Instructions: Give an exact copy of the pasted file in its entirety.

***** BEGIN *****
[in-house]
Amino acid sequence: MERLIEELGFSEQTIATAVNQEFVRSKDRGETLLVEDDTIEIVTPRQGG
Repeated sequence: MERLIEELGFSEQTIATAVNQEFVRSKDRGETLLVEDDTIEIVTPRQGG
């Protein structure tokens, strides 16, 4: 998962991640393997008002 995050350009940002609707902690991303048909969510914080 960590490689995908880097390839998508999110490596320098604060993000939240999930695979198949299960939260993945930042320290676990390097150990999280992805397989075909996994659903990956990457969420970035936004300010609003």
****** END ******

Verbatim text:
[in-house]
Amino acid sequence: MERLIEELGFSEQTIATAVNQEFVRSKDRGETLLVEDDTIEIVTPRQGG
Repeated sequence: MERLIEELGFSEQTIATAVNQEFVRSKDRGETLLVEDDTIEIVTPRQGG
């Protein structure tokens, strides 16, 4: 998962991640393997008002 995050350009940002609707902690991303048909969510914080 960590490689995908880097390839998508999110490596320098604060993000939240999930695979198949299960939260993945930042320290676990390097150990999280992805397989075909996994659903990956990457969420970035936004300010609003």